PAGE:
The dad's guide to being a cold weather action hero

IF you’re a dad with two kids and a semi there aren’t many chances to pretend you’re an action hero – but the cold weather changes all that! Here’s what to do.

Pretend your house is a fighter jet

Go round the house checking things: thermostat, radiators, torch. After each item is found to be fine say ‘Check!’ in an authoritative way. In your mind you are now a top gun pilot preparing for takeoff.  

‘Battle’ with the snow

In the UK you’re probably not going to be trapped by 10 feet of snow, but you can dream. You can still enjoy the drama by getting a shovel ready and ‘monitoring the situation’, ie. looking out of the bedroom window with a grave Clint Eastwood expression as a pathetic 1cm of snow falls.

Get out the snow chains

Snow chains will transform a boring journey to work into a James Bond arctic chase with baddies on snowmobiles. Although it’s more likely to be the police wanting to know why the fuck you’re damaging the road and your tyres when there’s hardly any snow.

Carry a rope at all times

People are always falling into frozen ponds and you could be the hero to rescue them. This is also an opportunity to introduce a love interest to your fantasies. Who knows, those cries for help could be coming from gorgeous Countdown host Rachel Riley.

Protect your children from the weather

Make sure your kids’ phones are charged and sternly instruct them to call you “at the first sign of trouble”. This is like being Liam Neeson in Taken. Just resist the temptation to do the “I have a very particular set of skills” speech or you will look a bit mental.

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Man watching BBC news as 'pure escapism' from Brexit

A MAN watches BBC news because it presents a calming, stress-free version of the actual ongoing catastrophe of Brexit.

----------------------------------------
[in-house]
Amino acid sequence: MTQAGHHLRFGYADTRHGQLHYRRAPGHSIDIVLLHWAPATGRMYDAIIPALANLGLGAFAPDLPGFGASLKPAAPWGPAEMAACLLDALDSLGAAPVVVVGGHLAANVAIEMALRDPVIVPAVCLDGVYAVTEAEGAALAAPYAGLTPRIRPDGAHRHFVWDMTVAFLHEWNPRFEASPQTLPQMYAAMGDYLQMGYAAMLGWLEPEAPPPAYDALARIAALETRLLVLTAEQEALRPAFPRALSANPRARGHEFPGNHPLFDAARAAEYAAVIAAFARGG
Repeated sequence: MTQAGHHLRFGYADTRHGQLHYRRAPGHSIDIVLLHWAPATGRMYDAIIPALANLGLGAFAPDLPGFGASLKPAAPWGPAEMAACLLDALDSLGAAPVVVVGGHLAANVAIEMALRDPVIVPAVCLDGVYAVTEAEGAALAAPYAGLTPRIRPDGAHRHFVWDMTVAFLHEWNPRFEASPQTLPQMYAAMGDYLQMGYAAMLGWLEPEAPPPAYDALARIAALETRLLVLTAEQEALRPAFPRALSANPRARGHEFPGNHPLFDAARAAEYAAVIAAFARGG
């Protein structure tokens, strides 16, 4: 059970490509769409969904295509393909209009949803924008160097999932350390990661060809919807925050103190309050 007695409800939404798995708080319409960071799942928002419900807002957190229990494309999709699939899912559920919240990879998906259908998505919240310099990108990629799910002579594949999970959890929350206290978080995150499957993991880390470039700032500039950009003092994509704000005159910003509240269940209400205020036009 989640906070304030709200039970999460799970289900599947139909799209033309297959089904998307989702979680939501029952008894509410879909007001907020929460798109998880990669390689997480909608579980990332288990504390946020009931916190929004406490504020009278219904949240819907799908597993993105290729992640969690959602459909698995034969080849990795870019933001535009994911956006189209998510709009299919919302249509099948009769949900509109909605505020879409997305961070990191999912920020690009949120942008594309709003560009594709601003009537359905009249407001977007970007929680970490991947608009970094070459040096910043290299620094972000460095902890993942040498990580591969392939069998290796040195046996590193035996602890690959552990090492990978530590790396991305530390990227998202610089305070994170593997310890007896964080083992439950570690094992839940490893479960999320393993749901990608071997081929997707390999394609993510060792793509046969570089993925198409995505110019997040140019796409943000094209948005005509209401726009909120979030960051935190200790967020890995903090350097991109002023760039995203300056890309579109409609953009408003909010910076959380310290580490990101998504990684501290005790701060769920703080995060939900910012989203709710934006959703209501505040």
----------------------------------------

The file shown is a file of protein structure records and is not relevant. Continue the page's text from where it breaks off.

Tom Logan tunes into BBC News 24 to bathe in the pretence that everything is just a distant Westminster stand-off that will probably be resolved when everyone sees sense.

Logan said: “If I read The Guardian or listen to informed podcasts I might be reduced to a state of utter terror about the terminally cack-handed disaster heading our way.

“I’d be petrified about medicine shortages, gridlocks and how unconcerned the government is about reducing my children to the status of 19th century urchins purely to preserve party unity.

“I love BBC news because there’s no hint of that in the tone of their reports. Everything’s just a big political wrangle that’ll be sorted out eventually, like Amazon sending you a damaged telly.

“They even have a wry chuckle at the personal ding-dongs and larger-than-life characters in parliament. It’s a massive relief to know I shouldn’t take Brexit too seriously.

“In the run-up to a nuclear war it’ll be the BBC I watch exclusively. I’ll be blown to smithereens and never know how or why it happened. My last memory will be of Fiona Bruce smiling at me.”